It was something I had dreamed about my entire life: owning my old wild mustang.

Growing up, I thought it would be amazing to spend time sharing space with a being that had once been wild. A legend. A symbol of the untamed wilderness. Of the American West.

As a kid, I never even knew anyone who owned a mustang that came from the wild. Because of that, I always imagined acquiring one must be a hard feat to accomplish ... perhaps it was expensive or time-consuming ... perhaps there was a lengthy vetting process, during which G-men would visit our farm to see if we had the proper facilities to house a wild horse. I didn't know. It was something that always danced just beyond the realm of possibility for me ... a pipe dream never to be realized. Like being a thoroughbred jockey. Or marrying Shaun Cassidy.

But last Friday all that changed, when I found myself pulling into the Bureau of Land Management's Wild Horse and Bureau adoption event just outside Decorah.

When I arrived, I was astonished to learn that rather than the imaginary, years-long qualifying process I always thought it would take to get approved to adopt a wild horse or burro, you simply had to be able to prove to the BLM agents you had a 20 x 20 space with six-foot walls and knew a little something about horses. Just a short interview and application were required.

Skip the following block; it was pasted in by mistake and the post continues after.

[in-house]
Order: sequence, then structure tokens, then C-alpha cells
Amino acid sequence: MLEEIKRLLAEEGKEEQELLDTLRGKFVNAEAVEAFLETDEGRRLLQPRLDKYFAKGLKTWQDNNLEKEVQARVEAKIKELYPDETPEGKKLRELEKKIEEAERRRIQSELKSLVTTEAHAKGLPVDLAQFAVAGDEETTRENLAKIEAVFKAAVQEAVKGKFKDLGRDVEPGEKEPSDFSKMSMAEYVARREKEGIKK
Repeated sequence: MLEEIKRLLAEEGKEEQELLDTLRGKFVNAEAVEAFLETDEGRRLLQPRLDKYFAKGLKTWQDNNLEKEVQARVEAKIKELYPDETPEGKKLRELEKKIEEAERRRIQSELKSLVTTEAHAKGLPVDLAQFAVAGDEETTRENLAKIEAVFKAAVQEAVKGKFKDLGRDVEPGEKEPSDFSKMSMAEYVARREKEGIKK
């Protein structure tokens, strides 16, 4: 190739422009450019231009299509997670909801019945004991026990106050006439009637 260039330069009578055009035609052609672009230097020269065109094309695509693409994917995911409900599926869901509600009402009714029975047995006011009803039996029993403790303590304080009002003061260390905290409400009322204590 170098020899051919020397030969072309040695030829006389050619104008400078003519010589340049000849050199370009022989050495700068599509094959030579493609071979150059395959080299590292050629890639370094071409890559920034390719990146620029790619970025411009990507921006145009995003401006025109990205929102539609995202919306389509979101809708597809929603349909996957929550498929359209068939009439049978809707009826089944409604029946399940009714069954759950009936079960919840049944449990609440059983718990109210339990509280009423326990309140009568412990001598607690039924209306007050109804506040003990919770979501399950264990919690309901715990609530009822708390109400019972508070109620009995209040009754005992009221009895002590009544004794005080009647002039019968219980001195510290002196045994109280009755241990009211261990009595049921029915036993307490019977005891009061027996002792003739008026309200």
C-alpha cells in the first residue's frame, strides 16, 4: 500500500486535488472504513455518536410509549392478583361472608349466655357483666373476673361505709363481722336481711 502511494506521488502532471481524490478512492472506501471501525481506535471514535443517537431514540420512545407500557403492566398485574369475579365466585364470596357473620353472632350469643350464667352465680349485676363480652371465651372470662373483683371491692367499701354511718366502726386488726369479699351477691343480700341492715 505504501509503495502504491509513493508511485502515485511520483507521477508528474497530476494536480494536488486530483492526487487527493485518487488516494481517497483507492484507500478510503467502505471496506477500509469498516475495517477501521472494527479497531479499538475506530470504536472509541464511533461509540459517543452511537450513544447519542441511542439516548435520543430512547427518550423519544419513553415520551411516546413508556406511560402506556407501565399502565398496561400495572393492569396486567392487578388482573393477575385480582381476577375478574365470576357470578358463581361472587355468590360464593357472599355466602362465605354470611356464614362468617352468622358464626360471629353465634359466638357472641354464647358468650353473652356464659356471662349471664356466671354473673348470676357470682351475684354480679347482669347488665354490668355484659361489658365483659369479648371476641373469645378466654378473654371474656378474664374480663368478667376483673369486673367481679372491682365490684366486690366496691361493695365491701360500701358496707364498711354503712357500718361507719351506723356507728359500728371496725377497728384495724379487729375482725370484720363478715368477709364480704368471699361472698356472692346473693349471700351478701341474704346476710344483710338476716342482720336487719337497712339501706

When I inquired about the cost, I was flabbergasted. It was $25. That was it -- $25 to purchase an American icon from a program the federal government pays an estimated $80,000,000 a year to support. That's eighty million dollars. With six zeros.

As I walked around the pens, I was pleased to find most of the horses in pretty good shape. Recent media stories have revealed a number of travesties against the wild mustangs, and I was bracing myself for the worst.

Although most of them could have used a long drink of water after their semi ride from Hutchinson, Kan., and maybe a good currying, for the most part, they didn't look too skinny or down on their luck.

Then, as I approached one of the pens, I saw her: No. 8076. A four-year-old blue roan mare, captured in Nevada in 2010. The wheels started turning as I tried to imagine what her life in captivity had been like over the past three years.

Later that night, after my husband and I were finished with chores, I casually asked if he might want to stop by the pens and look at the wild mustangs.

"I've already been there," he admitted.

"Me too," I said.

As we pulled in and climbed out of the car, I kept my cool ... trying hard not to reveal that I had already fallen in love.

As John and I perused the stock, I nonchalantly pointed out No. 8076.

"Hey, what do you think of that one?" I asked.

"Her head is kind of big, don't you think? There's some nicer ones in this next pen," he said.

My heart sank, as I carefully formulated my reply.

"Well, I guess if I was going to adopt a wild mustang, I'd be looking for one that had the characteristics of a wild mustang," I said, hoping the size of her head was directly proportionate to the size of her brain, indicating some type of higher intelligence.

We meandered around for a few more minutes, before John said, "Well, are you going to fill out an application?"